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The Guam cycad toxin methylazoxymethanol damages neuronal DNA and modulates tau mRNA expression and excitotoxicity.

Research paper by F F Esclaire, G G Kisby, P P Spencer, J J Milne, M M Lesort, J J Hugon

Indexed on: 27 Jan '99Published on: 27 Jan '99Published in: Experimental Neurology



Abstract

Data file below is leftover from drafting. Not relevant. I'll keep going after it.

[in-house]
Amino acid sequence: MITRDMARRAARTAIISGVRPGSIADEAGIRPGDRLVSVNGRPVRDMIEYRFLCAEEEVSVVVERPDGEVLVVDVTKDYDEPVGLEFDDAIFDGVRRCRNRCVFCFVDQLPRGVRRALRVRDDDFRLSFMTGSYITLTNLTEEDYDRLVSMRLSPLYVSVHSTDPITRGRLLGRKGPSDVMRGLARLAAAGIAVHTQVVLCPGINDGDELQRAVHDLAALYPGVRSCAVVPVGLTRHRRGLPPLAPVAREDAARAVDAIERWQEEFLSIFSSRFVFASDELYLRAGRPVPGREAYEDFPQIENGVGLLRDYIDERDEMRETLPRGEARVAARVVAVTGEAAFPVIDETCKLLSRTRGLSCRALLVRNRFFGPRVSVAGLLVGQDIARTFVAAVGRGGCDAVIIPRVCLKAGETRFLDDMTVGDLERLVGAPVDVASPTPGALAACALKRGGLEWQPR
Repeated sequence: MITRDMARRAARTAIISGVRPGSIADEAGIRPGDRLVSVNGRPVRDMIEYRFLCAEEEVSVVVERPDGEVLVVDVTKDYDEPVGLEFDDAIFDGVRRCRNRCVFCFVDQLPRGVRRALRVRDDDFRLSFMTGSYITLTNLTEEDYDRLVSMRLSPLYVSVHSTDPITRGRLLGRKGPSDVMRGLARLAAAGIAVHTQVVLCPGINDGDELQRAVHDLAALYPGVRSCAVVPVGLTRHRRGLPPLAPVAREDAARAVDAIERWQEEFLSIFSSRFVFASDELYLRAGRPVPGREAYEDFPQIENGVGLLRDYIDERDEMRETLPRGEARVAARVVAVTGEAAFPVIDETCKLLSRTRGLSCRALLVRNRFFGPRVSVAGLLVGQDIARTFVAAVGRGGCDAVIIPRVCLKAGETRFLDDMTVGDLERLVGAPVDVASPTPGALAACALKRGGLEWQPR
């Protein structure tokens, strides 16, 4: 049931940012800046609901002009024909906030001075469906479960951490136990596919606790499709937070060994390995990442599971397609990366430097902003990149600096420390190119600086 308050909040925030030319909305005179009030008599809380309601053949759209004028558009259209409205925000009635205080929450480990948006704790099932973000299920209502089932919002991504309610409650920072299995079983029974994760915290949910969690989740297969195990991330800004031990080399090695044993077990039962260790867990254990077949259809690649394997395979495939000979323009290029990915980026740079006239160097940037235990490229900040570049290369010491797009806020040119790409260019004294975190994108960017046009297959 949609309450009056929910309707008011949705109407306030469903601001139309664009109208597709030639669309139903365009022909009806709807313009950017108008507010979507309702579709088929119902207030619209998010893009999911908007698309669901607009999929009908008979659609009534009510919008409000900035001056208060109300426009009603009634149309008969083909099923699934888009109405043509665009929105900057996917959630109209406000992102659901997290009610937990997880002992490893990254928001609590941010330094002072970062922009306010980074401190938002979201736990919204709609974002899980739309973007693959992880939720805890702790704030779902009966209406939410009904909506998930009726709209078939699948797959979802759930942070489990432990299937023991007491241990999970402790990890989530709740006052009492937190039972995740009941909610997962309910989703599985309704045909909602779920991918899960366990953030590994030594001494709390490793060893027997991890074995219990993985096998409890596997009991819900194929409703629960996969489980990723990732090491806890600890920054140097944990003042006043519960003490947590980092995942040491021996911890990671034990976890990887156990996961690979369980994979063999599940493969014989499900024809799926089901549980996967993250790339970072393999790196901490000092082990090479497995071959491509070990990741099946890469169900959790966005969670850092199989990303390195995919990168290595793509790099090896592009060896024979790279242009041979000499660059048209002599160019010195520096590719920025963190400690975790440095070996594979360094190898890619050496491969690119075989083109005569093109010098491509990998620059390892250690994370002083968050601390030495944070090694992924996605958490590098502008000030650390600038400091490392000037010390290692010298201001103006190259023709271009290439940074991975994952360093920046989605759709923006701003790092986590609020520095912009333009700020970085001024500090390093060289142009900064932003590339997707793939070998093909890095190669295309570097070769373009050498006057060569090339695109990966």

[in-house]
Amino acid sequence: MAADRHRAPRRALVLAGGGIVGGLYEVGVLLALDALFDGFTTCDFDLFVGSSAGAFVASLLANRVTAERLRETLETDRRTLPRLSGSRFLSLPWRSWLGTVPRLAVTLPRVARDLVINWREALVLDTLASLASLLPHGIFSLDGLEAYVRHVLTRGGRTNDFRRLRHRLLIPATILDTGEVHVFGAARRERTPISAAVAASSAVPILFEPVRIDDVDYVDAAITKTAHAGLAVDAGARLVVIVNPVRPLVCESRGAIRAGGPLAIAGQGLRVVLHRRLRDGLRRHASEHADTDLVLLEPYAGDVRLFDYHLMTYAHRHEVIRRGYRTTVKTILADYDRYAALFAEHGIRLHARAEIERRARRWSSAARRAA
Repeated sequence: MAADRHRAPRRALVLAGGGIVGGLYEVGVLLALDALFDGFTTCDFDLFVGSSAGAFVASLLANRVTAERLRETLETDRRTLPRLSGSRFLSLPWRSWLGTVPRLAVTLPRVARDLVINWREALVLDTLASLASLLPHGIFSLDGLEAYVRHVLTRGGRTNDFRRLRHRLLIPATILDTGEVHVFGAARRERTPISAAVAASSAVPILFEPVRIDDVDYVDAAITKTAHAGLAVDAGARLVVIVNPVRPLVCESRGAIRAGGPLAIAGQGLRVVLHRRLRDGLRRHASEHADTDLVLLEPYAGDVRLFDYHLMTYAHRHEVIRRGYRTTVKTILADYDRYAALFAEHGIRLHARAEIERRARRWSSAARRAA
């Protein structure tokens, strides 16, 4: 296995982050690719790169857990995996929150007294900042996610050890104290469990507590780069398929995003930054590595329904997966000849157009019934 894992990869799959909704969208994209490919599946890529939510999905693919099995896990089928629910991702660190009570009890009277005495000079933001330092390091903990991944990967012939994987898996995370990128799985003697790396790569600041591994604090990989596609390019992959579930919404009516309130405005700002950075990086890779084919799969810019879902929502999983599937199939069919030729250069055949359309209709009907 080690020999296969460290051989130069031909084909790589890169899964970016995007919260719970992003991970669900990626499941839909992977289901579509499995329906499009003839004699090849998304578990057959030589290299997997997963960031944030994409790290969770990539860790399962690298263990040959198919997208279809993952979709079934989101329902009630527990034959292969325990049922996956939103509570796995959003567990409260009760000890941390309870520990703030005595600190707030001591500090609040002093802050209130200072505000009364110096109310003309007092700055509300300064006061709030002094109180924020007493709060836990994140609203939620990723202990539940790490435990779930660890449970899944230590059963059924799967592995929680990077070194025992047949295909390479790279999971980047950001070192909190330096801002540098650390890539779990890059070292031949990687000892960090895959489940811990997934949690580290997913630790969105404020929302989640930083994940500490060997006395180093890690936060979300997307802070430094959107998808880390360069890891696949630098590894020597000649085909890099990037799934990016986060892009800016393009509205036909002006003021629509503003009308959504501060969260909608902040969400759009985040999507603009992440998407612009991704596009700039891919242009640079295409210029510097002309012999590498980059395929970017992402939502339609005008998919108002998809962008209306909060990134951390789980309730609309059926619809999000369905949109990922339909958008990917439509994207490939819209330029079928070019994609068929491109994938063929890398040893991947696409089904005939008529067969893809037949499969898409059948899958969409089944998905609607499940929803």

As in Alzheimer's disease, brains of Guam Chamorros with amyotrophic lateral sclerosis (ALS) and Parkinsonism-dementia complex (PDC) contain intraneuronal-paired helical filaments composed of accumulated phosphorylated tau protein. Tau mRNA expression in rat neuronal cultures-normally modulated by glutamate-increases after treatment with the aglycone of cycasin, a cycad-derived toxin whose concentration in Chamorro food varies with disease incidence. Elevated Tau gene expression in vitro is coincident with increased cycasin-related DNA adducts and reduced DNA repair. Cycasin and endogenous glutamate may together promote the accumulation of tau protein and neuronal degeneration in Western Pacific ALS/PDC.